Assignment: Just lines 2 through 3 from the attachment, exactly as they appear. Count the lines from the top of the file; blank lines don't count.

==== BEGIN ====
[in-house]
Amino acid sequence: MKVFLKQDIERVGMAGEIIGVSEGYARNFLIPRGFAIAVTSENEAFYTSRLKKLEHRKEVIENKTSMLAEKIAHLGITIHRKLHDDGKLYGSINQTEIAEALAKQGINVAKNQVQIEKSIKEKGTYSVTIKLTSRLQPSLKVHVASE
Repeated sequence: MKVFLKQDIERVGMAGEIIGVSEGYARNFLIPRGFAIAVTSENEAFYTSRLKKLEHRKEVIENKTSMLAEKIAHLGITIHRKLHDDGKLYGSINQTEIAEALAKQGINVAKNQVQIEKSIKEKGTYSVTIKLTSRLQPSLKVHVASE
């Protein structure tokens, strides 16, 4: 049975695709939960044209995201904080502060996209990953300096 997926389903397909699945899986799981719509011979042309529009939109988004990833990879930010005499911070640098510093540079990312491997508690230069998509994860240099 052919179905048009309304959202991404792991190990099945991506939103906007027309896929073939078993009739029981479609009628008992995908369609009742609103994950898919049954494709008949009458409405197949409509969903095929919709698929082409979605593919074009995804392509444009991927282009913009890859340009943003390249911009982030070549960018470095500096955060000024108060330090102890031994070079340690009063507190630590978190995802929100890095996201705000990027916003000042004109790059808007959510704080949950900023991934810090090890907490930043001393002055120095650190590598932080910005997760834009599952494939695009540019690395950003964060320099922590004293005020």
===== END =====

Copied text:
Amino acid sequence: MKVFLKQDIERVGMAGEIIGVSEGYARNFLIPRGFAIAVTSENEAFYTSRLKKLEHRKEVIENKTSMLAEKIAHLGITIHRKLHDDGKLYGSINQTEIAEALAKQGINVAKNQVQIEKSIKEKGTYSVTIKLTSRLQPSLKVHVASE
Repeated sequence: MKVFLKQDIERVGMAGEIIGVSEGYARNFLIPRGFAIAVTSENEAFYTSRLKKLEHRKEVIENKTSMLAEKIAHLGITIHRKLHDDGKLYGSINQTEIAEALAKQGINVAKNQVQIEKSIKEKGTYSVTIKLTSRLQPSLKVHVASE